China's stocks rose to a 16-month-high yesterday, buoyed by an all-around rebound in banking, energy, property and retail sectors.
The benchmark Shanghai composite index finished at 1,319.471 points, its highest level since December 9, 2004, when it closed at 1,338.800 points.
The index has jumped 20 per cent since December 1, 2005, supported by strong technical buying after a five-year market slump.
Banking stocks turned in a good performance with both foreign and domestic investors showing rising confidence; and experts listed several factors that drove up the shares.
"Because Hong Kong-listed China Construction Bank and Bank of Communications are actively traded overseas, they in turn influenced the domestic bank shares' rise," said She Minhua, an analyst with CITIC China Securities.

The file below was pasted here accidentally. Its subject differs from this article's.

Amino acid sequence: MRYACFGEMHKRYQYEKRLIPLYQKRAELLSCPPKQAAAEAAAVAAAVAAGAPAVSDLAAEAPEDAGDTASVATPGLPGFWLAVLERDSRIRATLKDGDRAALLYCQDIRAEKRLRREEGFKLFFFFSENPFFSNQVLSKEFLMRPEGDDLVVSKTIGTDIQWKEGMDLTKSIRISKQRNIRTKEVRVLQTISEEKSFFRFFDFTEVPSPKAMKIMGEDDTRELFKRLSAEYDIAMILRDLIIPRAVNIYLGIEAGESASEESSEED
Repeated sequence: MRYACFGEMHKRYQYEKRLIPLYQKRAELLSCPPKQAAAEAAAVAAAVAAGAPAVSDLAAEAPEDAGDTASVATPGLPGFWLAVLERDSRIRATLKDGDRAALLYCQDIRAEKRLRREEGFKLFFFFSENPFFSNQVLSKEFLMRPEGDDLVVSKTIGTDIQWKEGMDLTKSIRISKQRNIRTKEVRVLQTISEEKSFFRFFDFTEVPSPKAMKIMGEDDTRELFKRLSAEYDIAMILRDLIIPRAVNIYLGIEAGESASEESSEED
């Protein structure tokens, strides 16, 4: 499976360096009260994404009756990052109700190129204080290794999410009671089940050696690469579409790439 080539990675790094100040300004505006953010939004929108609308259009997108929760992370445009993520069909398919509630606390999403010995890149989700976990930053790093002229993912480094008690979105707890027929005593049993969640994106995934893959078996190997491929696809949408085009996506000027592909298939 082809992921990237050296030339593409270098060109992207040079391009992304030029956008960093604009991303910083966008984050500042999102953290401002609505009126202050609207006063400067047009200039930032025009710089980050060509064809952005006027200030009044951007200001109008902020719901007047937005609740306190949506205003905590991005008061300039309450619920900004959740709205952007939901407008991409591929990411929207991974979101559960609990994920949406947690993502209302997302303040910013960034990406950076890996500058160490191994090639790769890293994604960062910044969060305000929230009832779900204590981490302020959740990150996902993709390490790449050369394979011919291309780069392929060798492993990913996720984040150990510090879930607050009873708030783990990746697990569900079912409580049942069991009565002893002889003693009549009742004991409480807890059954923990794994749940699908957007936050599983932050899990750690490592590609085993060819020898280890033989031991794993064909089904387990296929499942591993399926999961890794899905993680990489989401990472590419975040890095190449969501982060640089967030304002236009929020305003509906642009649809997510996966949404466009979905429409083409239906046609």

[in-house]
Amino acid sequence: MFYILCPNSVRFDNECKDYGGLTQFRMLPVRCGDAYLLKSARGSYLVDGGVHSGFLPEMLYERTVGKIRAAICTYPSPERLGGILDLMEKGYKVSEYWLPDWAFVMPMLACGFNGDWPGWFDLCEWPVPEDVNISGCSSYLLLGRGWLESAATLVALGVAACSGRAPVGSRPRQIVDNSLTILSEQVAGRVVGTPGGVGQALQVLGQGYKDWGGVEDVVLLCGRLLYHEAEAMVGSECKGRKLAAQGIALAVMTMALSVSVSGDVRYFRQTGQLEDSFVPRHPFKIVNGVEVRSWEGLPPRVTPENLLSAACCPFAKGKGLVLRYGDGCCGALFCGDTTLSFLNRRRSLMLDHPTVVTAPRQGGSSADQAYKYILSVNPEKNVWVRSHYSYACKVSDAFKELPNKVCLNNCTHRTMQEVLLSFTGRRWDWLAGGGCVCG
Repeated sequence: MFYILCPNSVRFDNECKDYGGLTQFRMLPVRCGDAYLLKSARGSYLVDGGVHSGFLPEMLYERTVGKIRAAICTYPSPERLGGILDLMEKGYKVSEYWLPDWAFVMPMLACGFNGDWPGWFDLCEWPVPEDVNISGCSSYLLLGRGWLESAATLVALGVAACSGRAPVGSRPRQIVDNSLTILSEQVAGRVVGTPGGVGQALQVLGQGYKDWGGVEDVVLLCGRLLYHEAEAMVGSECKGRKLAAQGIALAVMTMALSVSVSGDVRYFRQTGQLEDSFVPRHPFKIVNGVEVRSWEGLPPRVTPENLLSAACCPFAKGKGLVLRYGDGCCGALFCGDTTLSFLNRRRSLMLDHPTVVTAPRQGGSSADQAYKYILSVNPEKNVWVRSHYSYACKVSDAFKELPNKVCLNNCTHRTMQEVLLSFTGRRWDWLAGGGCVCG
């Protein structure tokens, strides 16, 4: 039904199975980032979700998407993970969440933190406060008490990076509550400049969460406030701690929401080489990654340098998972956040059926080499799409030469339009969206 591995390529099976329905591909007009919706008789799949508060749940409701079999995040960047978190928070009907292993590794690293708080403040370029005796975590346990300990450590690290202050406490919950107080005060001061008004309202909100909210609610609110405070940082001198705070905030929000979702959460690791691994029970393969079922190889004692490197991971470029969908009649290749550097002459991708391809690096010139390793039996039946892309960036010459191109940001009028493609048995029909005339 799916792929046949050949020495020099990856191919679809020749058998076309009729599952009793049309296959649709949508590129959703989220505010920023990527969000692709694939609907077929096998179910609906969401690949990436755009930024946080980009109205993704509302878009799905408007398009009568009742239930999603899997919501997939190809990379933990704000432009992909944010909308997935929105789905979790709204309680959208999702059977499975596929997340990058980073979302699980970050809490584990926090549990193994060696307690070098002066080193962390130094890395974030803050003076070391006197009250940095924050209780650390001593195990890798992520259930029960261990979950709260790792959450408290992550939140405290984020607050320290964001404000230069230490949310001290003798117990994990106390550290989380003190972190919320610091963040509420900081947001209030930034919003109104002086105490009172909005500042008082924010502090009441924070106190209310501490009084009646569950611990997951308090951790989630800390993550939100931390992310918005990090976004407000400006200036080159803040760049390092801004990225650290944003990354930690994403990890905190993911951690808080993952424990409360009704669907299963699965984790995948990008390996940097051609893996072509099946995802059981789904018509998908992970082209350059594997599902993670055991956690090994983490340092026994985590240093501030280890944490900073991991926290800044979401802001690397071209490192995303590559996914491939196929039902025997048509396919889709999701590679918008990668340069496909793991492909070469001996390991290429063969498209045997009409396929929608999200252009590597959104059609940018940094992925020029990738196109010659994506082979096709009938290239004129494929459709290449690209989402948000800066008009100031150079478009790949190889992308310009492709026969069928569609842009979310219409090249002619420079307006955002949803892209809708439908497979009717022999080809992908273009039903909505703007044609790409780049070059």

Meanwhile, investors are shifting focus from industries such as steel and cement which are seen entering a low-growth period to the banking sector.
Shanghai-listed China Merchants Bank Co (CMB) closed 4.04 per cent higher at 6.69 yuan (82 US cents), to become yesterday's most active stock.
China's first private bank, Minsheng Banking Corp, was the second-most actively traded, ending 4.71 per cent up at 5.56 yuan (68.6 US cents).
Li Yinquan, vice-president of China Merchants Group and leader of CMB's share reform team, told China Daily that the bank would probably float shares on the Hong Kong Stock Exchange within the year.
"I believe the index will remain over 1,300 and continue to climb up," She said.
The index has been Asia's worst performer over the past two years. China started the reform of non-tradable shares in April 2005 and the securities regulators recently announced several market-friendly measures including allowing more institutional investors into the market.
(China Daily 04/04/2006 page1)